The Flash has an extended cut that adds an extra hour and a half to its already lengthy runtime. Although the current theatrical release runs for approximately two hours and 35 minutes, director Andy Muschietti reveals that The Flash director's cut is four hours long.
So, if you're heading out to catch one of the most highly anticipated movies of the year, be prepared for an epic adventure that will keep you engaged from start to finish. Whether you enjoy the theatrical cut or eagerly anticipate the possibility of the extended version, The Flash promises to deliver an unforgettable cinematic experience for fans of all ages.
#1. The Flash Director’s Cut Is Four Hours Long
The official runtime of The Flash clocks in at a thrilling 2 hours and 24 minutes. However, director Andy Muschietti has spilled the beans that his initial assembly cut was a whopping four hours long. When asked about the possibility of releasing the extended version, similar to how fans got to see the four-hour cut of Justice League, Muschietti hinted, "Maybe. I'm definitely happier with this version than the four-hour version."
Muschietti elaborated on the editing process, revealing how the film's duration fluctuated from five to three hours during different stages of post-production. He described the early days as chaotic, filled with improvisation and scenes that expanded beyond the script's intended duration. As time went on, the challenging task of trimming the film down by an hour and a half emerged. Muschietti confessed that the first attempts at editing were full of trial and error, but after six months of hard work, the process became more enjoyable.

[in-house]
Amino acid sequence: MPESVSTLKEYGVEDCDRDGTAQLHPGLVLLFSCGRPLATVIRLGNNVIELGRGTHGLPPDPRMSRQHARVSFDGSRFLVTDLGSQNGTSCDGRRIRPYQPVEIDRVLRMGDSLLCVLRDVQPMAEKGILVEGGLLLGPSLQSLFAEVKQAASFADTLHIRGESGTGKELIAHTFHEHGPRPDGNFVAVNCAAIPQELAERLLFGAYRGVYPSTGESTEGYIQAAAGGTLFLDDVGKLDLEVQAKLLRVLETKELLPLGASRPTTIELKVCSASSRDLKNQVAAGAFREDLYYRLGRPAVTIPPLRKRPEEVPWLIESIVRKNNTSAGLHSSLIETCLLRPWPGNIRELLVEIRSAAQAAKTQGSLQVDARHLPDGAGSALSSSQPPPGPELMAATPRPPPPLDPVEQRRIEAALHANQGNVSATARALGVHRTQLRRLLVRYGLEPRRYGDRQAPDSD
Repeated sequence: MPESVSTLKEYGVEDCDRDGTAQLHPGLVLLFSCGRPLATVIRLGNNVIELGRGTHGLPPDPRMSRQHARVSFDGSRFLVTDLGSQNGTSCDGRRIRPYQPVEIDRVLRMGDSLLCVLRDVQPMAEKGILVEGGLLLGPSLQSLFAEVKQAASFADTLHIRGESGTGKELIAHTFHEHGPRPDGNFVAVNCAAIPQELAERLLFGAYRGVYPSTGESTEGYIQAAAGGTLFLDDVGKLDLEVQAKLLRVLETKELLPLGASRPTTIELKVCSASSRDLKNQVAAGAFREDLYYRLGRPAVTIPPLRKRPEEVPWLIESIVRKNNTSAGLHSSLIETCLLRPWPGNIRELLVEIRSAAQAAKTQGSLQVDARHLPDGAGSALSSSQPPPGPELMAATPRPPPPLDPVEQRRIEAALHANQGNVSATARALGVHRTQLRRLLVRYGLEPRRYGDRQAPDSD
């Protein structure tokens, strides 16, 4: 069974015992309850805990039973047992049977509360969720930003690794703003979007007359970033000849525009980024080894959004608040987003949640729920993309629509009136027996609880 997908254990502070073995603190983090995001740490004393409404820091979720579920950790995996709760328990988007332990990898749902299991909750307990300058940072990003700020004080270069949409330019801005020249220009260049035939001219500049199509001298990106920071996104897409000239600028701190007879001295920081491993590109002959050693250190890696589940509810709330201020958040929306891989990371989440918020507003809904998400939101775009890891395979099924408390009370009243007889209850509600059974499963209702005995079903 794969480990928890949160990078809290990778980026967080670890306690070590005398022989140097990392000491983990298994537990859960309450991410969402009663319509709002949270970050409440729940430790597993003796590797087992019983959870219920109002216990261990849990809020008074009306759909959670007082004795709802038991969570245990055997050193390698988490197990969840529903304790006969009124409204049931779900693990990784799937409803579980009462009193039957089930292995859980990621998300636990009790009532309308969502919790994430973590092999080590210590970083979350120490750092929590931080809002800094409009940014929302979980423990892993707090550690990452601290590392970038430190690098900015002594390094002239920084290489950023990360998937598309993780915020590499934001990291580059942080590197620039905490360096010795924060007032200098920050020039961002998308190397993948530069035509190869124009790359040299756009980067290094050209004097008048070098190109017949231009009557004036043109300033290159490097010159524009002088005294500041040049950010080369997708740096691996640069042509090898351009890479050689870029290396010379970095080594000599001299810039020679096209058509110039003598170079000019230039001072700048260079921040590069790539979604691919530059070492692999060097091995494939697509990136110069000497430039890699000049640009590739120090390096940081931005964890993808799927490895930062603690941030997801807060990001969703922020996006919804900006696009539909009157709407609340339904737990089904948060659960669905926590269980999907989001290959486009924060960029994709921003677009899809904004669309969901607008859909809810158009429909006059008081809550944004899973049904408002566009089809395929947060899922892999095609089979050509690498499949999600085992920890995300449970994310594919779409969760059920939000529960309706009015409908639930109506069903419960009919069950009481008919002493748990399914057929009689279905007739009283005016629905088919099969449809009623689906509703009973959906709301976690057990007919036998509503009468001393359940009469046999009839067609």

#2. The Flash's Major DC Cameos
In a candid statement, Muschietti acknowledged that several scenes ended up on the cutting room floor, but assured fans that the theatrical version is truly the best rendition of the movie. While audiences will miss out on some exciting DC cameos, such as Lynda Carter's Wonder Woman and Marlon Brando's Jor-El, the film still promises an unforgettable experience.
Interestingly, three different endings were filmed for The Flash, each featuring significant DC cameos. The theatrical cut surprises viewers with George Clooney's return as Bruce Wayne from 1997's Batman & Robin.
However, an alternate ending showcases Michael Keaton's Bruce Wayne and Sasha Calle's Supergirl welcoming Barry on the courthouse steps after his father is cleared of charges. A third version even includes Henry Cavill as Superman and Gal Gadot as Wonder Woman, hinting at DC Studios' ambitious plans at the time.
Unfortunately, the change in leadership at DC Studios led to the abandonment of those plans. The multiversal movie concludes with an ambiguous note, as only Clooney's Bruce Wayne greets Barry. While a sequel script for The Flash reportedly exists, the future of the franchise remains uncertain.
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